Nearly 90,000 adults go to emergency rooms each year for side effects of psychiatric medications, and a few specific drugs may be to blame for 57% of those visits, a new study has found.
Overview of emergency department visits, showing that the nearly 90,000 visits account for nearly 10% of all visits for adverse drug effects.Also, nearly half of the patients were ages 19 to 44 years, and one in five required hospitalization.Sedatives and anxiolytics were most often to blame, causing nearly 31,000 annual emergency department visits. Following those, antidepressants account for more than 25,000 visits, antipsychotics for nearly 22,000, lithium salts for 3620 and stimulants for 2779.
The ten drugs that may be implicated in most of the emergencies are the following, according to the research team: zolpidem tartrate (Ambien), a sedative; quetiapine fumarate (Seroquel), an atypical antipsychotic; alprazolam (Xanax), an anxiolytic; lorazepam (Ativan), a sedative and anxiolytic; haloperidol, an antipsychotic; clonazepam, a sedative and anxiolytic; trazodone, an antidepressant, anxiolytic and sedative; citalopram hydrobromide (Celexa), an antidepressant; lithium salts, a mood stabilizer; and risperidone, an antipsychotic.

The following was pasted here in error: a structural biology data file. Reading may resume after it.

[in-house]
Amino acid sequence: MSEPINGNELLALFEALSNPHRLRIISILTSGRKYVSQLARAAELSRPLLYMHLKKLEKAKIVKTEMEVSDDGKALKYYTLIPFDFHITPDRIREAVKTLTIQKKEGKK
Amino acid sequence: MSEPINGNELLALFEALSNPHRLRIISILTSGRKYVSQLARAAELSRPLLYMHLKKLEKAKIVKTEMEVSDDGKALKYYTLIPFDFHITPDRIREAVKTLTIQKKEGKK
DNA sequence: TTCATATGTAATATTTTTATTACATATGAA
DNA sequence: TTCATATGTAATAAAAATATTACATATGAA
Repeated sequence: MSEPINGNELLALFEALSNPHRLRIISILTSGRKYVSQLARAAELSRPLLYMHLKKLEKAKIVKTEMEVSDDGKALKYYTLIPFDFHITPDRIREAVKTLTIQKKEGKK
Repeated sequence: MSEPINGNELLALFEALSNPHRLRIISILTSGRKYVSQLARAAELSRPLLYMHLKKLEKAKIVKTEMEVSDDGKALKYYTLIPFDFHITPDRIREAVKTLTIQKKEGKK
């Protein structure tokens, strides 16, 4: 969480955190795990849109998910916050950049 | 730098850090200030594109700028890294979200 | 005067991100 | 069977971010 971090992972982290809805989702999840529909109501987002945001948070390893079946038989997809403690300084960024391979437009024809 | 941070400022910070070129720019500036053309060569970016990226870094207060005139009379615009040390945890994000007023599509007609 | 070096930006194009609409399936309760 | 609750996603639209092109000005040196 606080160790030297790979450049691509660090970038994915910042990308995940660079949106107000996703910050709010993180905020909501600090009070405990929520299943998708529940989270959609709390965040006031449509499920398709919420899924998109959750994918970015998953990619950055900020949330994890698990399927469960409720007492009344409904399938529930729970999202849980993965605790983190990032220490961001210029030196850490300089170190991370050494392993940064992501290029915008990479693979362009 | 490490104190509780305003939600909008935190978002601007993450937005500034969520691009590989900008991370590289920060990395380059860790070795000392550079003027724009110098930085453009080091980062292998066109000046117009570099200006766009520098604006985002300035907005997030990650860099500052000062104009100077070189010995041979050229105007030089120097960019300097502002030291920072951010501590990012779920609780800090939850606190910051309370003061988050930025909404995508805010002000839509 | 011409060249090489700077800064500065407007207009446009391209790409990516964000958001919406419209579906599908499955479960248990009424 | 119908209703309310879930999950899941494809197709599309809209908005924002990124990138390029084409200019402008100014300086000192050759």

The number one culprit on the list, zolpidem tartrate, accounts for more than 10,000 visits, while risperidone at number 10 accounts for nearly 3700, with the rest falling in between.
Quazi Imam, M.D.
Board Certified in Psychiatry.
Board Certified in Addiction Psychiatry.
Board Certified in Geriatric Psychiatry.
Board Certified in Forensic Psychiatry.
Former Assistant Professor of Psychiatry,Mount Sinai School of Medicine, NY.
Child & Adolescent Psychiatrist,Harvard Medical School Trained.
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